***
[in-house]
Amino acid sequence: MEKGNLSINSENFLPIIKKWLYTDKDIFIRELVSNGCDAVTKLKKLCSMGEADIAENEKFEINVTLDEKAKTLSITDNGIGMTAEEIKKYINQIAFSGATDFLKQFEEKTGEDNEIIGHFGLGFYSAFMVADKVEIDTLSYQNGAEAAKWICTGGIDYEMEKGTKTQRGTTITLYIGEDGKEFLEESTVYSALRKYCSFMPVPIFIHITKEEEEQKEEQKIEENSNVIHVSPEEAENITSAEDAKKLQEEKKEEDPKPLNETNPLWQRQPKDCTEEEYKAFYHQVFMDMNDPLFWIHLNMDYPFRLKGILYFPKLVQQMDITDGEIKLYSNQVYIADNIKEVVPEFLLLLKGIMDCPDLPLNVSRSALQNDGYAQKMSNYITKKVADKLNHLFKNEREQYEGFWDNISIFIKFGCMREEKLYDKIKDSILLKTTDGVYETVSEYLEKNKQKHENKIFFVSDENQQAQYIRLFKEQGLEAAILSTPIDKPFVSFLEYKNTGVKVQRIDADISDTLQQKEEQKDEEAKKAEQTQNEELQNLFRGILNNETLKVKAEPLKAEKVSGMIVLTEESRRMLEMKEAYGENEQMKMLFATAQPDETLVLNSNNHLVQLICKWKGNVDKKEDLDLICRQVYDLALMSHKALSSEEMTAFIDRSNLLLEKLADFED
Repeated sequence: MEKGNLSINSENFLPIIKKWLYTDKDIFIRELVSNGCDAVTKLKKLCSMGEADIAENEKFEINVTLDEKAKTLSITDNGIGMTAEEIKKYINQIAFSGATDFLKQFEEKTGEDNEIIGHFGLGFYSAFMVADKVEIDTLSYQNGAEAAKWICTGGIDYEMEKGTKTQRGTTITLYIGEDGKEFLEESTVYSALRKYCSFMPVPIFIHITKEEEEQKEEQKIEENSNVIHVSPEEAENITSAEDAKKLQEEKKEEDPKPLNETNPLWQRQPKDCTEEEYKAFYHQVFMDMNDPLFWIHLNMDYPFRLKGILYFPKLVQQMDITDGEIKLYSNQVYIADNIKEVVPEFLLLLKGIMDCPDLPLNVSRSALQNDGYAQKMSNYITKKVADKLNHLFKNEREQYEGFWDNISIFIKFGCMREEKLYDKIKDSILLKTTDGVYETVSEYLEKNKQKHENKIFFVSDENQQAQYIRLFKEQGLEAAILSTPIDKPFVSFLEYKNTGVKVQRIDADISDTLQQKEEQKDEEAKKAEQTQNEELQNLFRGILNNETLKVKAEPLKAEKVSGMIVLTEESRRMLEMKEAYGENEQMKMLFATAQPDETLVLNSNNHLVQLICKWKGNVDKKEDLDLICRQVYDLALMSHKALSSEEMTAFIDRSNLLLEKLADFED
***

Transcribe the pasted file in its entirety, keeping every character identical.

[in-house]
Amino acid sequence: MEKGNLSINSENFLPIIKKWLYTDKDIFIRELVSNGCDAVTKLKKLCSMGEADIAENEKFEINVTLDEKAKTLSITDNGIGMTAEEIKKYINQIAFSGATDFLKQFEEKTGEDNEIIGHFGLGFYSAFMVADKVEIDTLSYQNGAEAAKWICTGGIDYEMEKGTKTQRGTTITLYIGEDGKEFLEESTVYSALRKYCSFMPVPIFIHITKEEEEQKEEQKIEENSNVIHVSPEEAENITSAEDAKKLQEEKKEEDPKPLNETNPLWQRQPKDCTEEEYKAFYHQVFMDMNDPLFWIHLNMDYPFRLKGILYFPKLVQQMDITDGEIKLYSNQVYIADNIKEVVPEFLLLLKGIMDCPDLPLNVSRSALQNDGYAQKMSNYITKKVADKLNHLFKNEREQYEGFWDNISIFIKFGCMREEKLYDKIKDSILLKTTDGVYETVSEYLEKNKQKHENKIFFVSDENQQAQYIRLFKEQGLEAAILSTPIDKPFVSFLEYKNTGVKVQRIDADISDTLQQKEEQKDEEAKKAEQTQNEELQNLFRGILNNETLKVKAEPLKAEKVSGMIVLTEESRRMLEMKEAYGENEQMKMLFATAQPDETLVLNSNNHLVQLICKWKGNVDKKEDLDLICRQVYDLALMSHKALSSEEMTAFIDRSNLLLEKLADFED
Repeated sequence: MEKGNLSINSENFLPIIKKWLYTDKDIFIRELVSNGCDAVTKLKKLCSMGEADIAENEKFEINVTLDEKAKTLSITDNGIGMTAEEIKKYINQIAFSGATDFLKQFEEKTGEDNEIIGHFGLGFYSAFMVADKVEIDTLSYQNGAEAAKWICTGGIDYEMEKGTKTQRGTTITLYIGEDGKEFLEESTVYSALRKYCSFMPVPIFIHITKEEEEQKEEQKIEENSNVIHVSPEEAENITSAEDAKKLQEEKKEEDPKPLNETNPLWQRQPKDCTEEEYKAFYHQVFMDMNDPLFWIHLNMDYPFRLKGILYFPKLVQQMDITDGEIKLYSNQVYIADNIKEVVPEFLLLLKGIMDCPDLPLNVSRSALQNDGYAQKMSNYITKKVADKLNHLFKNEREQYEGFWDNISIFIKFGCMREEKLYDKIKDSILLKTTDGVYETVSEYLEKNKQKHENKIFFVSDENQQAQYIRLFKEQGLEAAILSTPIDKPFVSFLEYKNTGVKVQRIDADISDTLQQKEEQKDEEAKKAEQTQNEELQNLFRGILNNETLKVKAEPLKAEKVSGMIVLTEESRRMLEMKEAYGENEQMKMLFATAQPDETLVLNSNNHLVQLICKWKGNVDKKEDLDLICRQVYDLALMSHKALSSEEMTAFIDRSNLLLEKLADFED